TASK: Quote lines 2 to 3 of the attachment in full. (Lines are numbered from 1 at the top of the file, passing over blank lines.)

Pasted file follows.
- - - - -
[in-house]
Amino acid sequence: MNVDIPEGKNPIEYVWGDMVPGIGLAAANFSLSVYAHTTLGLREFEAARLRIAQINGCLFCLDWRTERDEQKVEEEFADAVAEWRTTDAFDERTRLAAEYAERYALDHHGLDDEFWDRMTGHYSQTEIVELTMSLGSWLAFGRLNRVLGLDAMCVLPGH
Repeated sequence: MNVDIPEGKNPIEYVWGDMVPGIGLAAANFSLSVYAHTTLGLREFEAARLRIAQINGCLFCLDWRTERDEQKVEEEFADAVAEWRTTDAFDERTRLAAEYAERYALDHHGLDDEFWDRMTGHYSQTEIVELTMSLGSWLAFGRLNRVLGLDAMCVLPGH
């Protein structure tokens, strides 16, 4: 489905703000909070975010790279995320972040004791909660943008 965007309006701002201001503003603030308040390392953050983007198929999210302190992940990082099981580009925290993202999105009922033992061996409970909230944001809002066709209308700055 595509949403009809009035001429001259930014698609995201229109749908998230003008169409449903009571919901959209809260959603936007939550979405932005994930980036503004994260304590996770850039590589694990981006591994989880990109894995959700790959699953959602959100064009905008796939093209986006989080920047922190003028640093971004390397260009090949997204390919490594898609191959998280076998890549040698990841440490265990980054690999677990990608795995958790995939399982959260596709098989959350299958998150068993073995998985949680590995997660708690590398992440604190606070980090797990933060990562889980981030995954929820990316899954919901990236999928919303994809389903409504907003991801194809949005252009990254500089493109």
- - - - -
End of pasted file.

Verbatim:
Amino acid sequence: MNVDIPEGKNPIEYVWGDMVPGIGLAAANFSLSVYAHTTLGLREFEAARLRIAQINGCLFCLDWRTERDEQKVEEEFADAVAEWRTTDAFDERTRLAAEYAERYALDHHGLDDEFWDRMTGHYSQTEIVELTMSLGSWLAFGRLNRVLGLDAMCVLPGH
Repeated sequence: MNVDIPEGKNPIEYVWGDMVPGIGLAAANFSLSVYAHTTLGLREFEAARLRIAQINGCLFCLDWRTERDEQKVEEEFADAVAEWRTTDAFDERTRLAAEYAERYALDHHGLDDEFWDRMTGHYSQTEIVELTMSLGSWLAFGRLNRVLGLDAMCVLPGH